I am currently working on a piece for an invitational show — my third animal portrait in a row. It’s not that I’m done making portraits of people, but I’m acknowledging the marketability of an animal piece over one of a specific person. People typically see one of my portraits and say “I’d love to have you make one of my grandchildren” — which is great, but moving people from the inspiration of a commission to the commitment of one is much more difficult than them finding inspiration in a piece you’ve already made and then committing to buying it. I’ve found that if I make a piece centered around a particular breed, everyone that has had that breed as a pet can see their cute little snuggly in it.

What I’m considering here is an antelope jackrabbit. This is a very large and muscular rabbit with huge ears. This pic shows the highlights — the beginning.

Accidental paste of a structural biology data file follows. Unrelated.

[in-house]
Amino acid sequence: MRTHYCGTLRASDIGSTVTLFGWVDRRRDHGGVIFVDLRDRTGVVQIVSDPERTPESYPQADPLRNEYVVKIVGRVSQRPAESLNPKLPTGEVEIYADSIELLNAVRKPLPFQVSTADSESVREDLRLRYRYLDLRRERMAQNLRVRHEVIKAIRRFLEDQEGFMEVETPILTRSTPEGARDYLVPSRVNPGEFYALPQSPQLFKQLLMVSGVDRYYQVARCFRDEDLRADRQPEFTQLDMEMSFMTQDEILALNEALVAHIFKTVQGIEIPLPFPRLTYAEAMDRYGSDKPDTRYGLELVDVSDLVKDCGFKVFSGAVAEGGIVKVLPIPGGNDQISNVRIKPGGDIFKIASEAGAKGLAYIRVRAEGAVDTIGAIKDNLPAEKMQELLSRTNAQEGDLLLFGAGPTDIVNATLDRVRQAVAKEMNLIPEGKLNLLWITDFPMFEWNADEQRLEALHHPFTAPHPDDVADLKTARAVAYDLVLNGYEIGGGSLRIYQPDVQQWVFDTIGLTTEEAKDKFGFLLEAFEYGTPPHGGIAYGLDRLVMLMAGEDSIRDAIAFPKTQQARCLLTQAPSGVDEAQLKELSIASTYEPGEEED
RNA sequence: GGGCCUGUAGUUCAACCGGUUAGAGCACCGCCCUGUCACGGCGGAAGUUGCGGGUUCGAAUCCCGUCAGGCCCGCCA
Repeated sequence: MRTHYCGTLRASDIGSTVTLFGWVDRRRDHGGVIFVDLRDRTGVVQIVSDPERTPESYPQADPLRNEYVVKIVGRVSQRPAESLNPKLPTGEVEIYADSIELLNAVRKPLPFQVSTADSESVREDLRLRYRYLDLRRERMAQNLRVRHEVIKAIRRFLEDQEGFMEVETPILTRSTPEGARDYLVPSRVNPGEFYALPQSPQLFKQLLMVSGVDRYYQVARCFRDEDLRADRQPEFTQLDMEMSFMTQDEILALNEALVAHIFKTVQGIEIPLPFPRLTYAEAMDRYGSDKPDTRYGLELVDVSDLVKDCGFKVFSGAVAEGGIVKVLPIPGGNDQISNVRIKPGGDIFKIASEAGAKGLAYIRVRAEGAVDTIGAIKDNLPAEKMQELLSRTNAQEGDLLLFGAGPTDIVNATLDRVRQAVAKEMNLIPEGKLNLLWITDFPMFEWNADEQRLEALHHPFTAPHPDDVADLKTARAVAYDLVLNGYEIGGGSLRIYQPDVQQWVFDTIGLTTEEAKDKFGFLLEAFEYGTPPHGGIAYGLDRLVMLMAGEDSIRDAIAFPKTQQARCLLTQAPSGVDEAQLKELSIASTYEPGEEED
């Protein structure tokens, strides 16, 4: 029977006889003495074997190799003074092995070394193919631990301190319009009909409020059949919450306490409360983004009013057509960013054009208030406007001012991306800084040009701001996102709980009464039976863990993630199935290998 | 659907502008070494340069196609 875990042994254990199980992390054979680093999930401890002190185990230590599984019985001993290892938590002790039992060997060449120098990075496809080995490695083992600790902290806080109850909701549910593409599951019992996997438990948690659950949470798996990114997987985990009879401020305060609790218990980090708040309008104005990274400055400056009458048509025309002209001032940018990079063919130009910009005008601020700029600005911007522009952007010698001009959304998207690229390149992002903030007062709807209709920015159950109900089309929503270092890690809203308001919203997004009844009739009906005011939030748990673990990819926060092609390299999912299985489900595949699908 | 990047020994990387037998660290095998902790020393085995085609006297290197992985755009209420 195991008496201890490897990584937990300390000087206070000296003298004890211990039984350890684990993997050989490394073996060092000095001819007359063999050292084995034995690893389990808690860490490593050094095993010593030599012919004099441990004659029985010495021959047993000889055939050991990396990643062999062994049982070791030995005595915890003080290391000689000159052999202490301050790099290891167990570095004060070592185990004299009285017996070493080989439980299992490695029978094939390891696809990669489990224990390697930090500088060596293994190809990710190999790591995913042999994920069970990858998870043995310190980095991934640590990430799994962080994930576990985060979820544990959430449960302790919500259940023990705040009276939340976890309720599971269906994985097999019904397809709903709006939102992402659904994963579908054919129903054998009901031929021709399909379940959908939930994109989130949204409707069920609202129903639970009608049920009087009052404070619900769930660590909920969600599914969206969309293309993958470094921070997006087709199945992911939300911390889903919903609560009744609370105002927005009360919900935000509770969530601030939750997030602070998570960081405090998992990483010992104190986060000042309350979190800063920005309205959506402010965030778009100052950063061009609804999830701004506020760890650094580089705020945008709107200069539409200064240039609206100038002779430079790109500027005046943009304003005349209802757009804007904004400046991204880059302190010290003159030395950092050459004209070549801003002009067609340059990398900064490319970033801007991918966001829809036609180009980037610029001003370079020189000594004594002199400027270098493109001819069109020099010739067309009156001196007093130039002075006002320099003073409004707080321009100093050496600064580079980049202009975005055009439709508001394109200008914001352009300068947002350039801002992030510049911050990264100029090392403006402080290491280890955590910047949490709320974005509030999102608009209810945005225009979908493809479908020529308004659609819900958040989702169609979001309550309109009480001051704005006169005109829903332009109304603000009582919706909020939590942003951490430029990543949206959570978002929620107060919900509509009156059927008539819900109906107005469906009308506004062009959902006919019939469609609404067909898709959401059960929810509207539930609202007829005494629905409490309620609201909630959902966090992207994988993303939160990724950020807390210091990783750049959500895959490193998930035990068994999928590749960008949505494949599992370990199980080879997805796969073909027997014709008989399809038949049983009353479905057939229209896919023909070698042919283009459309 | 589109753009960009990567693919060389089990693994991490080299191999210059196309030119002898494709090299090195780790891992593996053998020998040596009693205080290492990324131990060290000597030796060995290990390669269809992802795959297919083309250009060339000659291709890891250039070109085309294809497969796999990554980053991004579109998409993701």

I’m using my new large pressing sheet — but it still wasn’t big enough to capture the tip of the ear — so I have taped my old pressing sheet behind it to catch the space at the top.

Jack value 1

This pic shows the second value.

Jack value 2 & 3

This shows the third value.

Once I cut the pieces small, I realized there wasn’t as much contrast between the second and third values as I saw in the comparison of larger pieces of fabric — but that’s ok. It happens sometimes. There isn’t enough of two or three to matter much.

Jack value 4

The fourth value definitely shows the creature emerging.

Jack value 4

The fifth value is a fun brown I found with creatures leaping across it — rabbits as well as deer. It’s a fun detail for someone that looks close enough to find it.

Jack value 6

Then I finished with the sixth value of brown and then black. I completed him with an orange eyeball. This is him on my black design wall. I brightened up the pic so you could see the prints better.

Jack value 6 & 7

He looks at home there.

Jack on design wall

Tomorrow I’ll start thinking about where he’s going to live.